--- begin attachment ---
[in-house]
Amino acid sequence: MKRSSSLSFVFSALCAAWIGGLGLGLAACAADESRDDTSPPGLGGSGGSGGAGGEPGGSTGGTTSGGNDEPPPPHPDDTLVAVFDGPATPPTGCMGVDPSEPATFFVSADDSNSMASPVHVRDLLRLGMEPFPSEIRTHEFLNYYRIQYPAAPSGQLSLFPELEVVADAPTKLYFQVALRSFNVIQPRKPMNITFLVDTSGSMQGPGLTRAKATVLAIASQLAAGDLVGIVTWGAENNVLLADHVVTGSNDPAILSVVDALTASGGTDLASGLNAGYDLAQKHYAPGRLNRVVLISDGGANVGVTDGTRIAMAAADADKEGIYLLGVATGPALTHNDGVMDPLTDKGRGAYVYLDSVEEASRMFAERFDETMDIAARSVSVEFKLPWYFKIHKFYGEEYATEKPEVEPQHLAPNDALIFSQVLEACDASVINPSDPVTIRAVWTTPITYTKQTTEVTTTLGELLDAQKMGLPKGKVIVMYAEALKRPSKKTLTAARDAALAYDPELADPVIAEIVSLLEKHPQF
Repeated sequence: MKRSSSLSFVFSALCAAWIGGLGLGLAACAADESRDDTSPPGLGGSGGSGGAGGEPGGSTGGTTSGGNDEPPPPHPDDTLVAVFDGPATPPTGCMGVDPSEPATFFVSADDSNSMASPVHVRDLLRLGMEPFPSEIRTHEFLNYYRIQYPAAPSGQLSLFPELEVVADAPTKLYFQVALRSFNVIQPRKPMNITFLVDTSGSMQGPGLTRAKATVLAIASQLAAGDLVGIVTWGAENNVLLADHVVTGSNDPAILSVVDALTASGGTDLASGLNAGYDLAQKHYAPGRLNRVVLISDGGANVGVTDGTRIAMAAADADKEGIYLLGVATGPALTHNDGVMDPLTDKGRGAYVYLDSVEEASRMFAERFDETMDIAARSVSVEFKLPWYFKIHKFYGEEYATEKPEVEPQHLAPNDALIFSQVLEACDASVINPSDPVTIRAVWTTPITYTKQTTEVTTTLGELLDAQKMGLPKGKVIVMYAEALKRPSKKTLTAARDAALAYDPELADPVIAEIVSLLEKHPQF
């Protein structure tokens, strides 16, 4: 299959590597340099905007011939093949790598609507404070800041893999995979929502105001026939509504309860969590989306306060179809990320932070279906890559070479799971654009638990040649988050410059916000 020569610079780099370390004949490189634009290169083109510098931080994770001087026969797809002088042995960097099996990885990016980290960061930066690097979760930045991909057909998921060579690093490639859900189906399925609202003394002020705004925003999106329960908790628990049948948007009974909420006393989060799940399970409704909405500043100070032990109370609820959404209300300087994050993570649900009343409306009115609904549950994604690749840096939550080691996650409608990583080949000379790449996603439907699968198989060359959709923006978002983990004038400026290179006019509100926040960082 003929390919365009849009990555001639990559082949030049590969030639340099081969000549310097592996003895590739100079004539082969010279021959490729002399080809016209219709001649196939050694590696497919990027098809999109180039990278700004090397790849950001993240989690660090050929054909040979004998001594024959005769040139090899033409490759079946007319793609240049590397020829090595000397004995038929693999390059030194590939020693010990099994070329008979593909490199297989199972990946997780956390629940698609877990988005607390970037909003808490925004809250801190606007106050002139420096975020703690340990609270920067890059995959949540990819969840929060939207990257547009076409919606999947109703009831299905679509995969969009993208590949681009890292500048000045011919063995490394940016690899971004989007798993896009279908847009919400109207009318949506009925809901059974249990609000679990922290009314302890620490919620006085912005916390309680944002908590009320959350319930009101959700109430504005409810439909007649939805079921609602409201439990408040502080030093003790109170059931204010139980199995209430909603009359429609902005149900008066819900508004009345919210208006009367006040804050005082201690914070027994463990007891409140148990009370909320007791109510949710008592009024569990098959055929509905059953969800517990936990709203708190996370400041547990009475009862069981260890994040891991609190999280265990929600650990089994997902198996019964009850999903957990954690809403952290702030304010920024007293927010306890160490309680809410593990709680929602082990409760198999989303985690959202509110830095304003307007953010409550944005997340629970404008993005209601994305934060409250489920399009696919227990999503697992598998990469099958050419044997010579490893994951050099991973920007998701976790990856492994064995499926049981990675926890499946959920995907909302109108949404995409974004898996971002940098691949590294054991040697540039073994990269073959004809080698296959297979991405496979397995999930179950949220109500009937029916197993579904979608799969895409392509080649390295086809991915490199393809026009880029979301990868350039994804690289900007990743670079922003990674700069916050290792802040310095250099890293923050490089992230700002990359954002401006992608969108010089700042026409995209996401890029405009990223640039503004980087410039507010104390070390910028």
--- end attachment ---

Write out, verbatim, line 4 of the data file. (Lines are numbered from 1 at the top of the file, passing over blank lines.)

């Protein structure tokens, strides 16, 4: 299959590597340099905007011939093949790598609507404070800041893999995979929502105001026939509504309860969590989306306060179809990320932070279906890559070479799971654009638990040649988050410059916000 020569610079780099370390004949490189634009290169083109510098931080994770001087026969797809002088042995960097099996990885990016980290960061930066690097979760930045991909057909998921060579690093490639859900189906399925609202003394002020705004925003999106329960908790628990049948948007009974909420006393989060799940399970409704909405500043100070032990109370609820959404209300300087994050993570649900009343409306009115609904549950994604690749840096939550080691996650409608990583080949000379790449996603439907699968198989060359959709923006978002983990004038400026290179006019509100926040960082 003929390919365009849009990555001639990559082949030049590969030639340099081969000549310097592996003895590739100079004539082969010279021959490729002399080809016209219709001649196939050694590696497919990027098809999109180039990278700004090397790849950001993240989690660090050929054909040979004998001594024959005769040139090899033409490759079946007319793609240049590397020829090595000397004995038929693999390059030194590939020693010990099994070329008979593909490199297989199972990946997780956390629940698609877990988005607390970037909003808490925004809250801190606007106050002139420096975020703690340990609270920067890059995959949540990819969840929060939207990257547009076409919606999947109703009831299905679509995969969009993208590949681009890292500048000045011919063995490394940016690899971004989007798993896009279908847009919400109207009318949506009925809901059974249990609000679990922290009314302890620490919620006085912005916390309680944002908590009320959350319930009101959700109430504005409810439909007649939805079921609602409201439990408040502080030093003790109170059931204010139980199995209430909603009359429609902005149900008066819900508004009345919210208006009367006040804050005082201690914070027994463990007891409140148990009370909320007791109510949710008592009024569990098959055929509905059953969800517990936990709203708190996370400041547990009475009862069981260890994040891991609190999280265990929600650990089994997902198996019964009850999903957990954690809403952290702030304010920024007293927010306890160490309680809410593990709680929602082990409760198999989303985690959202509110830095304003307007953010409550944005997340629970404008993005209601994305934060409250489920399009696919227990999503697992598998990469099958050419044997010579490893994951050099991973920007998701976790990856492994064995499926049981990675926890499946959920995907909302109108949404995409974004898996971002940098691949590294054991040697540039073994990269073959004809080698296959297979991405496979397995999930179950949220109500009937029916197993579904979608799969895409392509080649390295086809991915490199393809026009880029979301990868350039994804690289900007990743670079922003990674700069916050290792802040310095250099890293923050490089992230700002990359954002401006992608969108010089700042026409995209996401890029405009990223640039503004980087410039507010104390070390910028």